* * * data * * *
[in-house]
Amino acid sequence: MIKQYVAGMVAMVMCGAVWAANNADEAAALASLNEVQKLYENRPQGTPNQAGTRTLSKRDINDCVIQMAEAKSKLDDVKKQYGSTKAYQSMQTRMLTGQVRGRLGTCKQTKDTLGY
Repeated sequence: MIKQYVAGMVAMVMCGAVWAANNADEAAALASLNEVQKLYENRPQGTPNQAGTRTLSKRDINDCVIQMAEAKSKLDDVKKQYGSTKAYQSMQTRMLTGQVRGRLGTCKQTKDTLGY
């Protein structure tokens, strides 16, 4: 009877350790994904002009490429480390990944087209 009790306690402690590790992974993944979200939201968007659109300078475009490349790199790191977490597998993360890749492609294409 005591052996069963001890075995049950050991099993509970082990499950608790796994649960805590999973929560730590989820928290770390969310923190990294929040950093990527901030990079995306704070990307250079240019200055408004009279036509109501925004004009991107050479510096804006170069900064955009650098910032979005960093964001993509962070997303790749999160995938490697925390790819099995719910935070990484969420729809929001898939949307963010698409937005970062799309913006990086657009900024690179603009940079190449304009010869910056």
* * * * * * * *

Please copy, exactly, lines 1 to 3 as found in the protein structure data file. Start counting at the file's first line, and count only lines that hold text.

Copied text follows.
[in-house]
Amino acid sequence: MIKQYVAGMVAMVMCGAVWAANNADEAAALASLNEVQKLYENRPQGTPNQAGTRTLSKRDINDCVIQMAEAKSKLDDVKKQYGSTKAYQSMQTRMLTGQVRGRLGTCKQTKDTLGY
Repeated sequence: MIKQYVAGMVAMVMCGAVWAANNADEAAALASLNEVQKLYENRPQGTPNQAGTRTLSKRDINDCVIQMAEAKSKLDDVKKQYGSTKAYQSMQTRMLTGQVRGRLGTCKQTKDTLGY